|Numismatica Ars Classica > Auction 133||Auction date: 21 November 2022|
|Lot number: 98|
Price realized: 120,000 CHF (Approx. 126,130 USD / 121,741 EUR) Note: Prices do not include buyer's fees.
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Greek Coins. Crete, Gortyna.
Stater circa 330-270, AR 11.22 g. Europa, nude to the waist, seated facing in tree, raising her veil with r. hand and holding in l. arm an eagle with spread wings; below her, bull's head l. Rev. Bull standing l., head turned r.; below, fly. BMC 27 and pl. 10, 7 and 8. Traité III, 1601 and pl. 254, 5. Gillet 1015 (this coin). Svoronos –, for obverse, cf. 84 and for reverse, cf. 74. Le Rider 65 and pl. XIX, 2.
Very rare and undoubtedly among the finest specimens known. A very interesting and
appealing obverse die struck on a very broad flan with unusually fresh metal.
A superb old cabinet tone and good very fine
Ex Leu-M&M 28 May 1974, Kunstfreund, 206 and LHS 100, 2007, 276 sales.From the R. Maly collection.
The types of this stater advertise a local version of the myth of Europa that served as propaganda for the claims of Gortyna to be the preeminent city of Crete. At the time of production, the city vied with neighbouring Knossos for supremacy on the island. The reverse type features a bull, the animal form taken by Zeus to abduct Europa from her home in Phoenician Tyre. As a bull, he carried her across the sea to Crete, where he revealed himself to Europa as the king of the gods and his desire for her. The reverse type symbolically represents the consummation of the relationship between Europa and Zeus-now in the form of an eagle, with his former taurine form discarded below-beneath a plane tree, which is still exhibited to tourists on the site of ancient Gortyna. From the union of Zeus and Europa, three children were conceived, Minos, Sarpedon, and Phaestos, the mythical kings of Knossos, Malia, and Phaistos, respectively. Thus, from the mythological perspective at least, Gortyna could claim superiority to Knossos, Malia, and Phaistos as their mother city. However, it is not clear how old this myth actually was at the time the stater was struck. It may very well reflect contemporary Gortynian political ambition much more than established mythological tradition. Despite this numismatic attempt to lord it over the other cities of Crete, Gortyna fell on hard times not many years after this coin was struck. During the Lyttian War (220-216 BC), the population of Gortyna was so deeply divided over the question of supporting the city of Lyttos that civil war broke out. This conflict brought the forces of both Cnossus and Phaestos into the city and made it very clear that Gortyna could hardly control its own factions let alone dominate its great rivals.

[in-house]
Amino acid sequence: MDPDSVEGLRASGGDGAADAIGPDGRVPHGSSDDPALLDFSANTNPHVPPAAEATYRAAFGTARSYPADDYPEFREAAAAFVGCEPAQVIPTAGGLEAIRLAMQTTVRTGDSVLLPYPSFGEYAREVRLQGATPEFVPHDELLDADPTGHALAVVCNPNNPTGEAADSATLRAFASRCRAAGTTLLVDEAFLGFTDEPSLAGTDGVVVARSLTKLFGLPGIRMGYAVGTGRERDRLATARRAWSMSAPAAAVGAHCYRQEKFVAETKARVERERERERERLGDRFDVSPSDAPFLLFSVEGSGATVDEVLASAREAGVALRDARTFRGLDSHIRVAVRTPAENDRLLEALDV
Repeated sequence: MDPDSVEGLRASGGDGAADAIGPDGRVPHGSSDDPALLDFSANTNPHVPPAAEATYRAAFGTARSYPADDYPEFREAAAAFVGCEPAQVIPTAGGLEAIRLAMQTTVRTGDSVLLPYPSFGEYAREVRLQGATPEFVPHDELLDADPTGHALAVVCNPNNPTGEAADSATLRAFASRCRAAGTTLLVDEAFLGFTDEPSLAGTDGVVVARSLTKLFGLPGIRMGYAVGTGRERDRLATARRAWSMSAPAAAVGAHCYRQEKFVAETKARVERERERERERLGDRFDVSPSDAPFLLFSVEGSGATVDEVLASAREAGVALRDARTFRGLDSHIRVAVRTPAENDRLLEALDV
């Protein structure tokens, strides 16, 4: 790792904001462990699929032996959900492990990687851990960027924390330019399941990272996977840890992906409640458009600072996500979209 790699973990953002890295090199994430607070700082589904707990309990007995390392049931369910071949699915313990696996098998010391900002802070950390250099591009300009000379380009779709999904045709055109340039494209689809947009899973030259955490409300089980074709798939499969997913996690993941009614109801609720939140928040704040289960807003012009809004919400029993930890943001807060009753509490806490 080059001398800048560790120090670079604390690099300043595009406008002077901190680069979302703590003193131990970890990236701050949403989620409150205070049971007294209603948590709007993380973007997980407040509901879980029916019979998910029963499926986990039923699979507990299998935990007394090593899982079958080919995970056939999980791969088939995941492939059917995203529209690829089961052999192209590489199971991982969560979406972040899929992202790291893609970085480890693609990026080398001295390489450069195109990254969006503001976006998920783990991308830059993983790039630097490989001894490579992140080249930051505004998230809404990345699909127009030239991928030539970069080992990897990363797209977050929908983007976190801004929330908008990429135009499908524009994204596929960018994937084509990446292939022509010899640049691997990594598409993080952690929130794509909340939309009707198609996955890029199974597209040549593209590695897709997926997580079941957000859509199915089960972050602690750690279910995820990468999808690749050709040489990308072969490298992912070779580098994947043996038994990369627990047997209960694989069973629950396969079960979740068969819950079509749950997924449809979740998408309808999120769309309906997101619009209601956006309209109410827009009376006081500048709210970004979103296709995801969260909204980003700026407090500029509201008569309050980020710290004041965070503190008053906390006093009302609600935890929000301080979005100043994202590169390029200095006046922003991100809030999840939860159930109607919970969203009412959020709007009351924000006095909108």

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Estimate: 50000 CHF